Could your child possibly have a peanut allergy?
More children have been diagnosed with food allergies over the past years, and you may be wondering if your child has a peanut allergy. Peanut allergies are one of the most frightening of all allergies because the reaction to peanuts or to a food containing peanuts can be very severe and can even cause death in a short amount of time. Some scientists believe that humans are developing more allergies because many crops are genetically modified.
The signs of a peanut allergy
So how can you diagnose a peanut allergy? What are the signs of food allergies in babies and in young children? A severe allergic reaction is easy to see because the child breaks out in a rash or hives after eating. The baby or child may begin to wheeze and have trouble breathing. Young children who are not able to talk may pull at their ears or arms or legs. If the baby’s stomach hurts from a food allergy or she is uncomfortable, she will cry as if for no reason.
Discuss any possible food reaction with your pediatrician
Sometimes dairy allergies, peanut allergies, or other food allergies cause vomiting and severe stomach cramping in young children. If your child was playing and seemed to be fine before eating, but suddenly began showing any of these symptoms after eating, a food allergy should be suspected. It is best to stop feeding the food that the child ate before showing these symptoms. If the symptoms go away without eating a particular food, then you can suspect that your child has an allergy to whatever he or she ate. You can avoid the food and discuss it with your pediatrician at your next visit if it is coming up in the next few weeks.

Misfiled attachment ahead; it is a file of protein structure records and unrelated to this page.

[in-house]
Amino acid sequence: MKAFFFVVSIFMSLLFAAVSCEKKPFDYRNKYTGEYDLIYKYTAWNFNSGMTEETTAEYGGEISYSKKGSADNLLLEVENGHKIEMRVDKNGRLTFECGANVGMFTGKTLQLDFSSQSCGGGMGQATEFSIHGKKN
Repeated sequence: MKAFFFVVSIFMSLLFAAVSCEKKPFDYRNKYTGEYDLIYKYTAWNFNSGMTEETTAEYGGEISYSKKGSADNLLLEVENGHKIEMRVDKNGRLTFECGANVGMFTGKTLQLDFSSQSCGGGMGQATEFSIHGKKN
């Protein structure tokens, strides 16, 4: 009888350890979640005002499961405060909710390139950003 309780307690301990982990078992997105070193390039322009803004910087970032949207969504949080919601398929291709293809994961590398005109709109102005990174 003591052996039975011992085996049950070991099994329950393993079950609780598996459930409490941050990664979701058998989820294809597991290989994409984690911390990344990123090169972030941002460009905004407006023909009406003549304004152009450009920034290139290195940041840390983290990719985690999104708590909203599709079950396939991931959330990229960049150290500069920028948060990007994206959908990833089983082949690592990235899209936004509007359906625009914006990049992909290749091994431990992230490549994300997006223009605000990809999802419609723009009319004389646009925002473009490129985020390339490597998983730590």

Severe reactions require quick emergency treatment
A life threatening and very serious allergic reaction that requires immediate medical intervention can also be caused by allergies to foods. This is called anaphylaxis, and it is a whole body reaction that happens when a baby or child has an extreme allergy. The child may go into shock and lose consciousness. If not treated, the baby or child could die, so it is important to call for emergency help immediately if this happens.
Nuts, milk, eggs, and seafood are the foods that usually cause the most severe allergic reactions in children. If your child shows any signs of anaphylaxis after eating these, call 911 immediately and get your child to an emergency room for fast treatment.